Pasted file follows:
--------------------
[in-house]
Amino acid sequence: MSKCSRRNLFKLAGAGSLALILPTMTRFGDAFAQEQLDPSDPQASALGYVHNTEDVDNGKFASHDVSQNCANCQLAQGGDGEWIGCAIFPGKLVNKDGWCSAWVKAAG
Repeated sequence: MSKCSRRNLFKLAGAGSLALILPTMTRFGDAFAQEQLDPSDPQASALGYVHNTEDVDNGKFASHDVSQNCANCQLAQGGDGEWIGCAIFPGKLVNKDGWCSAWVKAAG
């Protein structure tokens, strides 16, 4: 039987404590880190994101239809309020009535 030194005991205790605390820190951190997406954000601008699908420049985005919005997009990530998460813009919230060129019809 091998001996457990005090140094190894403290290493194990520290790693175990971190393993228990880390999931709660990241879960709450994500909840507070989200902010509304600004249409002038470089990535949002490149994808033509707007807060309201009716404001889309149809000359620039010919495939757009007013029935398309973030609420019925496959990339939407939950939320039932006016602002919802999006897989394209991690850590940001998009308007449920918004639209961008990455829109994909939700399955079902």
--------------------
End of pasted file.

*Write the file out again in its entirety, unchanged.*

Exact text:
[in-house]
Amino acid sequence: MSKCSRRNLFKLAGAGSLALILPTMTRFGDAFAQEQLDPSDPQASALGYVHNTEDVDNGKFASHDVSQNCANCQLAQGGDGEWIGCAIFPGKLVNKDGWCSAWVKAAG
Repeated sequence: MSKCSRRNLFKLAGAGSLALILPTMTRFGDAFAQEQLDPSDPQASALGYVHNTEDVDNGKFASHDVSQNCANCQLAQGGDGEWIGCAIFPGKLVNKDGWCSAWVKAAG
């Protein structure tokens, strides 16, 4: 039987404590880190994101239809309020009535 030194005991205790605390820190951190997406954000601008699908420049985005919005997009990530998460813009919230060129019809 091998001996457990005090140094190894403290290493194990520290790693175990971190393993228990880390999931709660990241879960709450994500909840507070989200902010509304600004249409002038470089990535949002490149994808033509707007807060309201009716404001889309149809000359620039010919495939757009007013029935398309973030609420019925496959990339939407939950939320039932006016602002919802999006897989394209991690850590940001998009308007449920918004639209961008990455829109994909939700399955079902």